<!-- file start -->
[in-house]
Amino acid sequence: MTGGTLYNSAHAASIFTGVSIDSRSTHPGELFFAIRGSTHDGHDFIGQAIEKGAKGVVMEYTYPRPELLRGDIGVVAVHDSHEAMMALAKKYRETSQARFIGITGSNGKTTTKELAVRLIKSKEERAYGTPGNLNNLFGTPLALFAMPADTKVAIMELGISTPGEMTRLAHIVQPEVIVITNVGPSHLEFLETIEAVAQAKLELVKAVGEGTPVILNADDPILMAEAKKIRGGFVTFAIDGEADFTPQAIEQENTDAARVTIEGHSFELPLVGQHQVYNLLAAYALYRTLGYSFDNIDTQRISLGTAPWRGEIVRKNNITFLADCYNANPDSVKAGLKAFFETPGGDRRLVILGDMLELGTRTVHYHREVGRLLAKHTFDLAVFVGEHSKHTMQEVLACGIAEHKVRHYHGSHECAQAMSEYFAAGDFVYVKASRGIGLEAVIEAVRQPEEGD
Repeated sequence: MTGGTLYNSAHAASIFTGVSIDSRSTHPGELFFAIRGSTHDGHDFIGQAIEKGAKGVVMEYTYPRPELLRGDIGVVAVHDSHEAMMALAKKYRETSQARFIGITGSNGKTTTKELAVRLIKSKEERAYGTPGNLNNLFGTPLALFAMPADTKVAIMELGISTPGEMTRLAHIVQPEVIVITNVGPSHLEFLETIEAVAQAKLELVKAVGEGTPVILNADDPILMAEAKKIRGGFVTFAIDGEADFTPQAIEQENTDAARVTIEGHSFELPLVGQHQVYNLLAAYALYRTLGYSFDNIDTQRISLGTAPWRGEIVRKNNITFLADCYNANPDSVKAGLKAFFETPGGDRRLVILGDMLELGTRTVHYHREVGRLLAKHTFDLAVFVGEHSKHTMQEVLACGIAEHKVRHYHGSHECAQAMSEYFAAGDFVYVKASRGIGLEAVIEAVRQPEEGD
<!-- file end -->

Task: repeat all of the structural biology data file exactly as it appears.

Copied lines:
[in-house]
Amino acid sequence: MTGGTLYNSAHAASIFTGVSIDSRSTHPGELFFAIRGSTHDGHDFIGQAIEKGAKGVVMEYTYPRPELLRGDIGVVAVHDSHEAMMALAKKYRETSQARFIGITGSNGKTTTKELAVRLIKSKEERAYGTPGNLNNLFGTPLALFAMPADTKVAIMELGISTPGEMTRLAHIVQPEVIVITNVGPSHLEFLETIEAVAQAKLELVKAVGEGTPVILNADDPILMAEAKKIRGGFVTFAIDGEADFTPQAIEQENTDAARVTIEGHSFELPLVGQHQVYNLLAAYALYRTLGYSFDNIDTQRISLGTAPWRGEIVRKNNITFLADCYNANPDSVKAGLKAFFETPGGDRRLVILGDMLELGTRTVHYHREVGRLLAKHTFDLAVFVGEHSKHTMQEVLACGIAEHKVRHYHGSHECAQAMSEYFAAGDFVYVKASRGIGLEAVIEAVRQPEEGD
Repeated sequence: MTGGTLYNSAHAASIFTGVSIDSRSTHPGELFFAIRGSTHDGHDFIGQAIEKGAKGVVMEYTYPRPELLRGDIGVVAVHDSHEAMMALAKKYRETSQARFIGITGSNGKTTTKELAVRLIKSKEERAYGTPGNLNNLFGTPLALFAMPADTKVAIMELGISTPGEMTRLAHIVQPEVIVITNVGPSHLEFLETIEAVAQAKLELVKAVGEGTPVILNADDPILMAEAKKIRGGFVTFAIDGEADFTPQAIEQENTDAARVTIEGHSFELPLVGQHQVYNLLAAYALYRTLGYSFDNIDTQRISLGTAPWRGEIVRKNNITFLADCYNANPDSVKAGLKAFFETPGGDRRLVILGDMLELGTRTVHYHREVGRLLAKHTFDLAVFVGEHSKHTMQEVLACGIAEHKVRHYHGSHECAQAMSEYFAAGDFVYVKASRGIGLEAVIEAVRQPEEGD